Using Internal Chat for Your Business

Internal chat apps have quickly become a must-have communication tool for businesses. If your business communications are still centered on email, or your team is using personal Skype, Google Hangouts or social media accounts to chat internally, it’s definitely time to get a team chat app.

I saw this article on the Broadview Networks blog. Since I am seeing a lot of private chat apps come out with various providers, I enjoyed the read. It was written by Nicole Yeager. Nicole is the Marketing Communications Specialist for Broadview Networks, a top 10 UC cloud provider in the nation, where she enjoys writing about the latest technology and cloud products businesses can leverage to maximize productivity, improve security and reduce costs.

Chat apps build a stronger working relationship amongst your employees, especially if your business operates in different locations or employees are on-the-go. The ability to chat in real-time increases productivity and builds a forum for your employees to feel comfortable sharing ideas.

Chat allows employees to share information effectively, while minimizing the disruption of work environments.  Employees who use chat are able to instantly engage with colleagues while on calls with customers or in meetings. As we all know, our email inboxes are inundated and emails typically cannot be answered immediately. Chat, on the other hand, gives you the opportunity to send a brief message and provides a quick and easy method for others to respond.  Employees are able to successfully communicate at the touch of a button–eliminating the time needed to run messages across the office.

Team chat apps are perfect for customer facing and sales departments and improve the quality of service. Employees who are on calls with customers can seek assistance from their colleagues in seconds to provide more prompt and accurate service to their customers.

There are plenty of chat apps on the market to choose from, but it’s important that the platform you choose meets all of your needs and works across all platforms, anything less is sub- standard. For the best user experience and to accelerate adoption, make sure your chat app works on desktops; either as a standalone app or from the web or both, as well as having apps for Apple and Android phones and tablets. Broadview’s MyOfficeSuite application offers a unique integration of an entire communication platform: online presence, click-to-call extension dialing and company-wide chat functionality in one and is available on nearly every device you own.

Whichever chat application you choose, be sure that it offers cross-platform functionality to unify and simplify your communications across departments and your entire organization, no matter which device your team is using. This will allow you to keep you communications in one place for optimal efficiency and connectivity.

 

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5 Pain Points Found in SMB VoIP Deployments

Sometimes small and medium-sized businesses focus too much on cost and not enough on deployment details.

In deploying VoIP, small and medium-sized businesses often experience pain points in five critical areas, Adtran found in examining its Custom Extended Services deployments. The troubles crop up for a variety of reasons, from poor equipment choices to shoddy installation work.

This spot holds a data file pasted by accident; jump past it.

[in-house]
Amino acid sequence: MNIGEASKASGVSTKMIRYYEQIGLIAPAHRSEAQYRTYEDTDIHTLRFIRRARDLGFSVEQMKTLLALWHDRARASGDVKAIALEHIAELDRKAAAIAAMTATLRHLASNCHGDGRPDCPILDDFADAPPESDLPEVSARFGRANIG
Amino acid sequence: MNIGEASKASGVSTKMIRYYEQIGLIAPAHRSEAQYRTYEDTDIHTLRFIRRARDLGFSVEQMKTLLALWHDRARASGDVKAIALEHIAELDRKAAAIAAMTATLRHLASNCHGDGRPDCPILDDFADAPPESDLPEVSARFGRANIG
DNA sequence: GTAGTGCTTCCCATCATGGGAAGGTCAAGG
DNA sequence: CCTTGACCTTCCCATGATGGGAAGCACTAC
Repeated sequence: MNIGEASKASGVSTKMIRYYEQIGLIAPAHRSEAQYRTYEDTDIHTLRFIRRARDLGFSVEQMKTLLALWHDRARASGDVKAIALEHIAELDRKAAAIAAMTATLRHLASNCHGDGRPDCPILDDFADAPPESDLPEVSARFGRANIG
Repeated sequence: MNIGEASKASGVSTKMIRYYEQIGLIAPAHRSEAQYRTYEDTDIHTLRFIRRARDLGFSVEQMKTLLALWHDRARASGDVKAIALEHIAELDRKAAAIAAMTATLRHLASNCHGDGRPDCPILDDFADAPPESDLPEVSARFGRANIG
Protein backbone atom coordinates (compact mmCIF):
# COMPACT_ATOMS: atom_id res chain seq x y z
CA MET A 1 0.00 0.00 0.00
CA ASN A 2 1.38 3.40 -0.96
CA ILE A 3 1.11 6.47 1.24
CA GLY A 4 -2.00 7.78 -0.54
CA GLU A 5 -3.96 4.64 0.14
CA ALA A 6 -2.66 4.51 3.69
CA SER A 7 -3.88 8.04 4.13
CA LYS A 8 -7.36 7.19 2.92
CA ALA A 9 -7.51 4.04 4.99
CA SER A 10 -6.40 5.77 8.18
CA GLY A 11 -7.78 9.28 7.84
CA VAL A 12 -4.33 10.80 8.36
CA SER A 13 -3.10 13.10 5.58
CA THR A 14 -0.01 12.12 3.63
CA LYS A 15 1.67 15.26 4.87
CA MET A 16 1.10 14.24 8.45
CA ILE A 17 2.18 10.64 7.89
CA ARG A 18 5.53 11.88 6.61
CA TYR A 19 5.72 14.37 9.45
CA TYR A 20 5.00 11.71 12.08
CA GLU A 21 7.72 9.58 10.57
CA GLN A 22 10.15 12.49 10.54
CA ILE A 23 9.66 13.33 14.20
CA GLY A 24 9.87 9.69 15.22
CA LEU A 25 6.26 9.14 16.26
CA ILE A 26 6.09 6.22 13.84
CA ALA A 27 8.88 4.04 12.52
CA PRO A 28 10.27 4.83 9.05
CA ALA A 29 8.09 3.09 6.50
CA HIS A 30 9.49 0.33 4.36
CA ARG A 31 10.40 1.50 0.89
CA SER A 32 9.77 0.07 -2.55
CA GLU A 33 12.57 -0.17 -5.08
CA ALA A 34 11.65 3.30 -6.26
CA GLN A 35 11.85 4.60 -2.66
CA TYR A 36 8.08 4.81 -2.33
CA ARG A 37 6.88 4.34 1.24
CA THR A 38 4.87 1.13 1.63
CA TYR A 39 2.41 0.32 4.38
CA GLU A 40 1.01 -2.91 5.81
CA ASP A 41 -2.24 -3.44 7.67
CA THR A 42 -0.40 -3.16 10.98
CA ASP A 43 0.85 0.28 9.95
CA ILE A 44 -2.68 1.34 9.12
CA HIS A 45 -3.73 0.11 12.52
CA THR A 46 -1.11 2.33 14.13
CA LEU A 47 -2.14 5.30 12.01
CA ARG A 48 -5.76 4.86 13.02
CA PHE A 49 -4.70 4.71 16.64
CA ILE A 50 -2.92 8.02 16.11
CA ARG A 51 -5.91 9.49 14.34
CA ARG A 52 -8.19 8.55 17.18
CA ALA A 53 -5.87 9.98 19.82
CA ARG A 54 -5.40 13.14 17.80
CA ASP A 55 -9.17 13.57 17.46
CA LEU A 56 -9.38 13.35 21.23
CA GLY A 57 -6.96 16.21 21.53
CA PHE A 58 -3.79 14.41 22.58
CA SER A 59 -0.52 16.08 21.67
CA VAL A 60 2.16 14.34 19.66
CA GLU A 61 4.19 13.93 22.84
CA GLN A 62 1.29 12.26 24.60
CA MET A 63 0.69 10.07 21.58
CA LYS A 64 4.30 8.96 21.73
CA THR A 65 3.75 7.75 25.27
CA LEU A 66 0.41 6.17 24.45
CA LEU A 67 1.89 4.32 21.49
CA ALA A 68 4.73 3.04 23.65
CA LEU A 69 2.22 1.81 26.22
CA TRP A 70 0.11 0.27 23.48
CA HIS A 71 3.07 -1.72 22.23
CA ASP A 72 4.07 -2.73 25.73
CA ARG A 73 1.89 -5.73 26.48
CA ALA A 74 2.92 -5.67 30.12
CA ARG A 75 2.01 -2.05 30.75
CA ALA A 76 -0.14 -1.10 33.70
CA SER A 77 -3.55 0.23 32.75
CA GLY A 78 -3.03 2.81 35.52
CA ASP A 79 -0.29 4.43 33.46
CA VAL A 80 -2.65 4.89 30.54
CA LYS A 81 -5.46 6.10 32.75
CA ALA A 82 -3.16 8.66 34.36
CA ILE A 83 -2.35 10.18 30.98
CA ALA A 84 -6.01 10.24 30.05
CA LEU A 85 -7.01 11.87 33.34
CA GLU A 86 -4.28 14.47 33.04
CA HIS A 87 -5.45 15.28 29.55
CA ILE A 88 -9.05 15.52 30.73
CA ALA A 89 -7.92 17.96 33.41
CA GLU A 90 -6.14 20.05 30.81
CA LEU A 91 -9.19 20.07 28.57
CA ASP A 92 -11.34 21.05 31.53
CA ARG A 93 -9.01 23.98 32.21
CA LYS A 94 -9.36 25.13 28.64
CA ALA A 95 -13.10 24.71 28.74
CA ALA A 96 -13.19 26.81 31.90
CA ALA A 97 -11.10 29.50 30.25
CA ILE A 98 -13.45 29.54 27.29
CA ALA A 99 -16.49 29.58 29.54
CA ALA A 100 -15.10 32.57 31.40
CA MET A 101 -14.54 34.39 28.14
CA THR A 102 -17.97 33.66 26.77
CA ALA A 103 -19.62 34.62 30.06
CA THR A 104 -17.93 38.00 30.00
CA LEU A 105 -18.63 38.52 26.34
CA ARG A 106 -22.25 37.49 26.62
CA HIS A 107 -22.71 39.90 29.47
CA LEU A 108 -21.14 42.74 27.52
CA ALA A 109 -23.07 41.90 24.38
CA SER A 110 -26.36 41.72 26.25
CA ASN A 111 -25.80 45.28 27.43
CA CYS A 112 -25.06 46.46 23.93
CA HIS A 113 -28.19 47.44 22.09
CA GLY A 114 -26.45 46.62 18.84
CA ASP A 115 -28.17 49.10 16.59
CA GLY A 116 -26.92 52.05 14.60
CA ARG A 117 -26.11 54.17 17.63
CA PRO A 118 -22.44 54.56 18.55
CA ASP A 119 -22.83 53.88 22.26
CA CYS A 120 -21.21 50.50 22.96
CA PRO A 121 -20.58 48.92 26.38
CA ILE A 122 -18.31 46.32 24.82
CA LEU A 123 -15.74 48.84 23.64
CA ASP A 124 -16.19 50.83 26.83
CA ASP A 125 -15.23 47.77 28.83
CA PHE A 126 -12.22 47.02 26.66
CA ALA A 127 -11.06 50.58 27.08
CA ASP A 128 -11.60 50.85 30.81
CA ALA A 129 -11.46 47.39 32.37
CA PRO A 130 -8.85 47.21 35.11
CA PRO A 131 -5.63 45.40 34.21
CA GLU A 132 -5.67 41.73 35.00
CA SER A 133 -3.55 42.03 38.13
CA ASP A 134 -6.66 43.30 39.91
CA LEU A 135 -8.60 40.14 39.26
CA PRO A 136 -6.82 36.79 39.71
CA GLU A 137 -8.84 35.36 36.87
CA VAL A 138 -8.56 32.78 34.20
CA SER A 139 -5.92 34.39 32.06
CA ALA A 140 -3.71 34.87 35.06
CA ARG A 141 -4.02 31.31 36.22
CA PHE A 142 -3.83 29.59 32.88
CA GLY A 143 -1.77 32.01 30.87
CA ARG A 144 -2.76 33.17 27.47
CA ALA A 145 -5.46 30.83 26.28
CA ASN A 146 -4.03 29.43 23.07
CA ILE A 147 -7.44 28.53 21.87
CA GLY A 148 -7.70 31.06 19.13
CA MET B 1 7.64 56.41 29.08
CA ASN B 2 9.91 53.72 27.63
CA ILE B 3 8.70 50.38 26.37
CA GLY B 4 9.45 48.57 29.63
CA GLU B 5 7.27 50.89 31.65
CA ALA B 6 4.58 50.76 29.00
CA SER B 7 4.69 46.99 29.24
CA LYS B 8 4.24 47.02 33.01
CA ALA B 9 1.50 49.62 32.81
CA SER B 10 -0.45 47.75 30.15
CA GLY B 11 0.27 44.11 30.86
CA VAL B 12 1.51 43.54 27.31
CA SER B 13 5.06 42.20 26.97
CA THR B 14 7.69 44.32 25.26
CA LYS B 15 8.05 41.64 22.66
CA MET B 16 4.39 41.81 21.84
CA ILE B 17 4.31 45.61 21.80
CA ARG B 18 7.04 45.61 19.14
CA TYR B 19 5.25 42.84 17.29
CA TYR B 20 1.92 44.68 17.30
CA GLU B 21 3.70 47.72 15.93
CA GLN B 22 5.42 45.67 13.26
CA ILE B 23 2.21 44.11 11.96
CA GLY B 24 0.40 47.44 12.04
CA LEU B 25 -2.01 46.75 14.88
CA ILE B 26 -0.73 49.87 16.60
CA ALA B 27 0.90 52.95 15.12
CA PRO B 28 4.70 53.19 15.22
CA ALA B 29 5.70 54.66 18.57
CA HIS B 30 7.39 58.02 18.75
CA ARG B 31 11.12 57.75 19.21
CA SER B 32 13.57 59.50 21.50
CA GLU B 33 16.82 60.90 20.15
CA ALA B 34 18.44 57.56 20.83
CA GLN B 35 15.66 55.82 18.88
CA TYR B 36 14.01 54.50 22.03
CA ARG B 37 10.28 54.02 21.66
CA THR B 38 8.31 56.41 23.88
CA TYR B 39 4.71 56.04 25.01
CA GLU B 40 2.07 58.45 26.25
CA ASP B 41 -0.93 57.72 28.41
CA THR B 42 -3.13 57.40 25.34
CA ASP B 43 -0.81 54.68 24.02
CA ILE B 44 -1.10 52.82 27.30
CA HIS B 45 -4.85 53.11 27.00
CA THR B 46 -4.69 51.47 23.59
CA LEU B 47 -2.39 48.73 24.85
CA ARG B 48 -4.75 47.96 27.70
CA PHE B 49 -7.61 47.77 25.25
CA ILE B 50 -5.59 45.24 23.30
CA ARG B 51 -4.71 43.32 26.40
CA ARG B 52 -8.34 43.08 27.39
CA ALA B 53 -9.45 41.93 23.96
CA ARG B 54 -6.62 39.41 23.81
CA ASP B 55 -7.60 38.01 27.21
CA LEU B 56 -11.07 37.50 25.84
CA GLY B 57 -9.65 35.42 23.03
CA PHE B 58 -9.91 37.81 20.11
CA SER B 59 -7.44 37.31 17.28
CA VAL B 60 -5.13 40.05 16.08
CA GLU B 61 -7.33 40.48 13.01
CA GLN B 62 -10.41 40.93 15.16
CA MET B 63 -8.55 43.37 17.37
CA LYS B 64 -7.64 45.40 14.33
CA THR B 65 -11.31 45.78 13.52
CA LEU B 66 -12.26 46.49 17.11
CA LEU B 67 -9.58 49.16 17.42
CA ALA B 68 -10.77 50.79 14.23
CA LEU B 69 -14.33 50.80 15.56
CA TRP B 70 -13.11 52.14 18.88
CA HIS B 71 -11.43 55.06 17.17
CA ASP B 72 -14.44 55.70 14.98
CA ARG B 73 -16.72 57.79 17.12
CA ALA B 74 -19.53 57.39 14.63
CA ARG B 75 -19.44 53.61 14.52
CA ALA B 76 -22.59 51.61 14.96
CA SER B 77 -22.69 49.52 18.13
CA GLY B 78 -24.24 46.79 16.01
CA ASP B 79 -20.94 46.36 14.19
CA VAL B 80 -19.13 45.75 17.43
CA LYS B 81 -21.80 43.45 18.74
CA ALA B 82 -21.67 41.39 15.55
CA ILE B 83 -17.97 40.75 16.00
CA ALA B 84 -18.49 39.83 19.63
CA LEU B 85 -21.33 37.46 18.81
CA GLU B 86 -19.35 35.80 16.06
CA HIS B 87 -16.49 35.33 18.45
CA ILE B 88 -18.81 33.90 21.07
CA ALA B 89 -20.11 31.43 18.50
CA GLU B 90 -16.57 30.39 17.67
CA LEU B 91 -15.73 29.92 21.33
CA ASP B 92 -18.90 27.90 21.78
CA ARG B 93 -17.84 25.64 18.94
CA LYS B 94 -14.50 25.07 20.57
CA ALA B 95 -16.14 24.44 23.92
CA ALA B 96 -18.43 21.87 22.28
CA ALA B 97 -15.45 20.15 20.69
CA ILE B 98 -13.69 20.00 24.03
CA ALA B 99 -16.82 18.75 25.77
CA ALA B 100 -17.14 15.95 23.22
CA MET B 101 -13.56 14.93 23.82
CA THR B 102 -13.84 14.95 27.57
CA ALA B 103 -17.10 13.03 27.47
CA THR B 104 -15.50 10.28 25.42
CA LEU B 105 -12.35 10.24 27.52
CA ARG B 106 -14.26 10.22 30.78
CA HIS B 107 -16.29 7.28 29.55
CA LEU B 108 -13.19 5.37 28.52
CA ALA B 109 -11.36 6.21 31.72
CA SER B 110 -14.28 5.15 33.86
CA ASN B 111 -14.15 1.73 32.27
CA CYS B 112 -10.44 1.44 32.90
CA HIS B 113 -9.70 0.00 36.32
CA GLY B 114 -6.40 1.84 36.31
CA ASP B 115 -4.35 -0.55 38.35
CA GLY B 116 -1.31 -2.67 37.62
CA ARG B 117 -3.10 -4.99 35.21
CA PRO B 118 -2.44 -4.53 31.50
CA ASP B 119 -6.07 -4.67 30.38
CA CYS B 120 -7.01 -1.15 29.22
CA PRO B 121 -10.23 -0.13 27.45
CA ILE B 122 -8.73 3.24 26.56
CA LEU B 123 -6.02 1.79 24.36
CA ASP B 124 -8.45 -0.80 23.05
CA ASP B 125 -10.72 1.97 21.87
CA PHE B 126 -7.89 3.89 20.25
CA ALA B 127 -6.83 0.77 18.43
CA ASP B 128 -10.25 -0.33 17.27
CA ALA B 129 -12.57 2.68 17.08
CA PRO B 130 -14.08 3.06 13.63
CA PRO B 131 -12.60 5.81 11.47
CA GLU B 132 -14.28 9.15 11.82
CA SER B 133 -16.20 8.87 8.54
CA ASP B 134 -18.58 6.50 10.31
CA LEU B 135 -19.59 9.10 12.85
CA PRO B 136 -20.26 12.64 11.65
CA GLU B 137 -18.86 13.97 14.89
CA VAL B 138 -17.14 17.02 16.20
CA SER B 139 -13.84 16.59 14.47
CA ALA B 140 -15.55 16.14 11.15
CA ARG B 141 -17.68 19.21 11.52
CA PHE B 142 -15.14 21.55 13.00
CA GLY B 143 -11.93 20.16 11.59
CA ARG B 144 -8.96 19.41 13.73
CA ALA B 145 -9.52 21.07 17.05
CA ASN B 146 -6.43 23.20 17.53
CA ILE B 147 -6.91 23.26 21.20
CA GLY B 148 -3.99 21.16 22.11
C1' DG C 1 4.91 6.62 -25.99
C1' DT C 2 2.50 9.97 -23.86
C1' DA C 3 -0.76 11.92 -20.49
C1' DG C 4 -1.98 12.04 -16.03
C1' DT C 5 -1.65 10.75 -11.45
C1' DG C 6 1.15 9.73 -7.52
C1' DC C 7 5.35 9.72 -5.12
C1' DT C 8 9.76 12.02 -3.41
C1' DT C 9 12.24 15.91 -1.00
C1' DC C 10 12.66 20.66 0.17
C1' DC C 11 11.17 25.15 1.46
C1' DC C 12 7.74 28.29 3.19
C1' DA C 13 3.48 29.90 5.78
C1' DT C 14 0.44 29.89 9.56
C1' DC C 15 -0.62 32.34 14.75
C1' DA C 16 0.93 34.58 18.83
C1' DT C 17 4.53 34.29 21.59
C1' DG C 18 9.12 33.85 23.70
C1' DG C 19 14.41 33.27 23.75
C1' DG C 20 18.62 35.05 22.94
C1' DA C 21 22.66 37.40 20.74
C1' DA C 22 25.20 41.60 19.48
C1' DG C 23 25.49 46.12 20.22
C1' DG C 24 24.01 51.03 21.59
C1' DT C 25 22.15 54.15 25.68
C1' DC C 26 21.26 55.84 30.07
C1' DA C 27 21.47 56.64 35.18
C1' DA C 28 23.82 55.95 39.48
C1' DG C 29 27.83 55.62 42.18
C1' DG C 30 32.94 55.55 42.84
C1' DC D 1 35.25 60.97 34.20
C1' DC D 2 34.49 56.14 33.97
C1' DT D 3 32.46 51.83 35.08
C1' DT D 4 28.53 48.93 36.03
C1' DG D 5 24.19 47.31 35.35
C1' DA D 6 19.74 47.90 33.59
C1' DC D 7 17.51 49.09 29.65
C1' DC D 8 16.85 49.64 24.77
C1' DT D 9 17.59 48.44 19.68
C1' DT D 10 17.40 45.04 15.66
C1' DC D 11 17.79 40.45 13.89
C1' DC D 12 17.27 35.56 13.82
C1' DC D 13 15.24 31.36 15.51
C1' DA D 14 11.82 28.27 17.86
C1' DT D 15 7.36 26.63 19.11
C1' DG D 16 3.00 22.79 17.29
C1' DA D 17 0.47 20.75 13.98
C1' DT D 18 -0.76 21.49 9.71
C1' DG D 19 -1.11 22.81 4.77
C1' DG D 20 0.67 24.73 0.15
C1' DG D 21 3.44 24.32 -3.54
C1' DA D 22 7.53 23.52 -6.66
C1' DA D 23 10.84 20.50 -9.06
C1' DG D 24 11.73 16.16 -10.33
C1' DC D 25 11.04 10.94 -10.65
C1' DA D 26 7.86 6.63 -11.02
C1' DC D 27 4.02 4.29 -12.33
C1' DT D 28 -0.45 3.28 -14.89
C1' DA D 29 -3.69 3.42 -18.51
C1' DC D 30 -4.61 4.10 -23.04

Is Somebody Managing the Switch?
Large enterprises may take managed networks for granted, but to many SMBs the concept of a managed switch doesn’t take hold until comparing a $119 stripped-down appliance lacking in features and performance to a fully managed switch appliance costing $1,000 or more. Throw in Power over Ethernet (PoE) and associated costs, and many SMBs will ask, “Why should we pay so much for a switch?”

In the answer to that is an old problem: value-added resellers (VARs) installing cheap retail solutions. While these “trusted” partners initially may garner kudos for providing low-cost deployments, they aren’t really helping their customers in the long term. Unfortunately, issues will eventually surface for any number of reasons, including when customers attempt to deploy VoIP, call recording, or a local server supporting voice recognition. Trying to troubleshoot a LAN without managed switches is akin to chasing your tail — and this can become very costly as VARs bill for time and material.

When installing managed switches back in the mid 1990s, we used to tell customers they had 10 days to cancel their orders. None ever did, because the managed switches resolved the target issues; business owners place value on solutions that address their problems.

During this same era, we had arguments with plenty of IT and non-IT people about ripping out hubs and replacing infrastructure with managed switches. Today, the argument spills over to managed vs. non-managed, with the inaccurate but deep-rooted perception that a switch is just a switch.

Got Enough Capacity on That LAN?
Insufficient bandwidth certainly impacts SMBs with streaming video requirements, but a sluggish switch is going to bog down performance for low-bandwidth applications, too. An unmanaged switch is going to allow havoc to occur on that customer network, and the ability to isolate core problems greatly diminishes.

When these off-the-shelf unmanaged switches are uplinked to other retail appliances, problems compound. “A switch is just a switch” — well, no, it’s not. This argument from the IT perspective isn’t only lame, it is ill founded. How much backplane bandwidth a switch supports matters just as much as which features it includes.

Making cost the key consideration is where many SMBs err. They shouldn’t be evaluating on price alone, but factoring in considerations such as productivity and ability to operate on a network with a degree of consistency. A user experience that involves constant rebooting as a “fix” is not a good one. A managed network can boost productivity, streamline business processes, and improve customer relationships.

You Really Think Your Cabling Infrastructure Is Ready?